Image: Finding Nemo (2003)
On January 22, 2020, a group of BCH mining pool operators (including Jihan Wu of Bitmain) came out with an announcement to establish a mandatory dev tax in the Bitcoin Cash (BCH) network. For a trial period of six months, these pools will allocate 12.5% of all BCH block rewards to a developer fund. To prevent free-riding from other miners, they further announced they will orphan any block that doesn’t donate to the fund.
An orphaned block is an otherwise valid block (including sufficient PoW) that did not make it into the canonical chain. Orphaning can happen organically when two miners find blocks at the same time and only one of them can win. Blocks can also be orphaned by an attacker when he replaces the previously canonical chain with one that the attacker made.
Orphaning allows a miner (or group of miners) with >50% hashpower to allocate themselves 100% of the block reward if they want to. To do that, they must simply refuse to build on any blocks by minority miners, knowing that their own chain has more hash power behind it and will always outgrow the minority chain in the long-run.
It is possible to enforce all kinds of other rule changes that way. For example, the cartel could establish rules for groups of users or transactions that ought to be censored. Minority miners would have to adopt the same censorship rules if they want their blocks to be part of the canonical chain. The orphaning is hence the credible threat that allows the hashpower majority to command hashpower minority as well.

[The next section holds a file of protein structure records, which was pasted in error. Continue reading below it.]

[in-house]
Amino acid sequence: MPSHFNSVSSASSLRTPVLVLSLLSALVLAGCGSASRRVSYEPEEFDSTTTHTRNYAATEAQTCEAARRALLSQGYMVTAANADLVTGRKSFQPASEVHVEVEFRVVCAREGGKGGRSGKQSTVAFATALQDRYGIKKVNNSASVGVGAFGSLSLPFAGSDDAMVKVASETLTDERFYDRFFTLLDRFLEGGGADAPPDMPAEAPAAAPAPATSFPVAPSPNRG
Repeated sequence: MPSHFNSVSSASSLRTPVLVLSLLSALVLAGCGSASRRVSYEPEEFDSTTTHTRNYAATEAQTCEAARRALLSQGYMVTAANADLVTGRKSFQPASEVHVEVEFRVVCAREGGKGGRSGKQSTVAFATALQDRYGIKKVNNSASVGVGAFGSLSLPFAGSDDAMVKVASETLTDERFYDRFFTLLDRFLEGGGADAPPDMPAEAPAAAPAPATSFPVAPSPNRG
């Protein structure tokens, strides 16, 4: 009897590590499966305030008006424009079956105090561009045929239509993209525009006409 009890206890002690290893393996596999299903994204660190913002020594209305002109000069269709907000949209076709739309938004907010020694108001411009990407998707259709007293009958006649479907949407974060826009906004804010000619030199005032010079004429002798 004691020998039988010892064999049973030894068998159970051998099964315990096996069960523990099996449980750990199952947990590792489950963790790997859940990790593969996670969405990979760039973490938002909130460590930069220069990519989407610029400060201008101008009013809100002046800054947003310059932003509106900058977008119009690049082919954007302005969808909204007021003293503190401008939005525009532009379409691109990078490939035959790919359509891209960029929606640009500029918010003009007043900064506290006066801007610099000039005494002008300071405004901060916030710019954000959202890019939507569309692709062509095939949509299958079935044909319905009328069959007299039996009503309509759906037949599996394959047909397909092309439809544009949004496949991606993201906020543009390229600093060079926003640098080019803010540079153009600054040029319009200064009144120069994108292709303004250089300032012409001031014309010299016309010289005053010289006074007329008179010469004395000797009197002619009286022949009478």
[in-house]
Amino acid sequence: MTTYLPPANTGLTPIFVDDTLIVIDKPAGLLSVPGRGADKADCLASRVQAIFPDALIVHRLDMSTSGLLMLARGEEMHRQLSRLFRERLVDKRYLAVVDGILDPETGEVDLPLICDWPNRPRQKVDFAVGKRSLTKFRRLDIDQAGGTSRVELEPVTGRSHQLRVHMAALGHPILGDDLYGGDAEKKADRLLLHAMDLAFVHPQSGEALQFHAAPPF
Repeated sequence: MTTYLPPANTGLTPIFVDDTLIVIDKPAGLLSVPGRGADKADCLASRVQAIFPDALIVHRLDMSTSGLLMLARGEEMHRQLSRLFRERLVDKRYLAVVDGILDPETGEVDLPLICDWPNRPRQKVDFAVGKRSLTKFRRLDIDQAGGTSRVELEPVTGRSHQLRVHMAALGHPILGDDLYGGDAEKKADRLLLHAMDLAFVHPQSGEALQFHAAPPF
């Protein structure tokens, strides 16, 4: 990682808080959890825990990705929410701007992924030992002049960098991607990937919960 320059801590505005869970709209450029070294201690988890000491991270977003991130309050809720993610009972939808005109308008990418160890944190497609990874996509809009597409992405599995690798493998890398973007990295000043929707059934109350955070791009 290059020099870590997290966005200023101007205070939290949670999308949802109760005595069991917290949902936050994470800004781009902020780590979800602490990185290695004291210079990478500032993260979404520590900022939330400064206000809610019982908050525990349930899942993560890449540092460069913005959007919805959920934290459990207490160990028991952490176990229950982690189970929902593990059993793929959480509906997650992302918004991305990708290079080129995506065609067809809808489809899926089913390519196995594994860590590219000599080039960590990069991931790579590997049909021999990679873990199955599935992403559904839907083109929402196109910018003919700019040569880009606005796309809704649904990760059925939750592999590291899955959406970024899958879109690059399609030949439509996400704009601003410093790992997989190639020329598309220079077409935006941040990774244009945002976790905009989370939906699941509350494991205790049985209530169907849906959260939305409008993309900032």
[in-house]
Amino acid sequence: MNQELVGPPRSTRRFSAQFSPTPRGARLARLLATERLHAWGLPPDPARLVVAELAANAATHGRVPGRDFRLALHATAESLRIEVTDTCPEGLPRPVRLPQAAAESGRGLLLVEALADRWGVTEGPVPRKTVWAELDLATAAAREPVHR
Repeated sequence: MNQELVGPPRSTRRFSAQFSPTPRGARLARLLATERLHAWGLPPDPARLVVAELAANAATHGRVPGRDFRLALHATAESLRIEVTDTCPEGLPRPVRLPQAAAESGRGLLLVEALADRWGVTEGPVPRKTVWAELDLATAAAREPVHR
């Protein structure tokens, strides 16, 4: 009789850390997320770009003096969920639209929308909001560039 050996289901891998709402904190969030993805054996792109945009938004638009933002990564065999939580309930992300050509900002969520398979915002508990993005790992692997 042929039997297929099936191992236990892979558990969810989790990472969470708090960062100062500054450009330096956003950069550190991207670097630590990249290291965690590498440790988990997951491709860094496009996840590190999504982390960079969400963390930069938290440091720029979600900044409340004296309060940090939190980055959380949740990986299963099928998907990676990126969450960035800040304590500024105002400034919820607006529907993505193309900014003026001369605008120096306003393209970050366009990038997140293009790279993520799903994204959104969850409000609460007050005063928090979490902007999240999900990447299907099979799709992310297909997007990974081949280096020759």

In the case of BCH, the new rule is to donate 12.5% of the block reward to a developer fund. Because old nodes are fully compatible with this change, it has been described as a miner-activated soft-fork (MASF).
While one could think that this change is purely the business of the BCH community, the effects are more far-reaching because BCH shares its mining algorithm, SHA256, with BTC and BSV. We will show why all SHA256 miners are equally subject to this tax if it becomes a reality, and what options users and miners have at their disposal.
The developer tax affects all SHA256 miners
Imagine there’s a pool of SHA256 rewards that consists of the block rewards of all SHA256 mineable coins: Rewards(SHA256) = BlockReward(BTC) + BlockReward(BCH) + BlockReward(BSV).
A pool of SHA256 hashpower chases this pool of rewards:
If block rewards are worth $1, miners will spend up to $1 in hashpower to earn it (MC=MR). If they would spend less, there would be room for more miners to come online and make an easy profit. If they would spend more, the least profitable miners would go out of business until the marginal miner breaks even.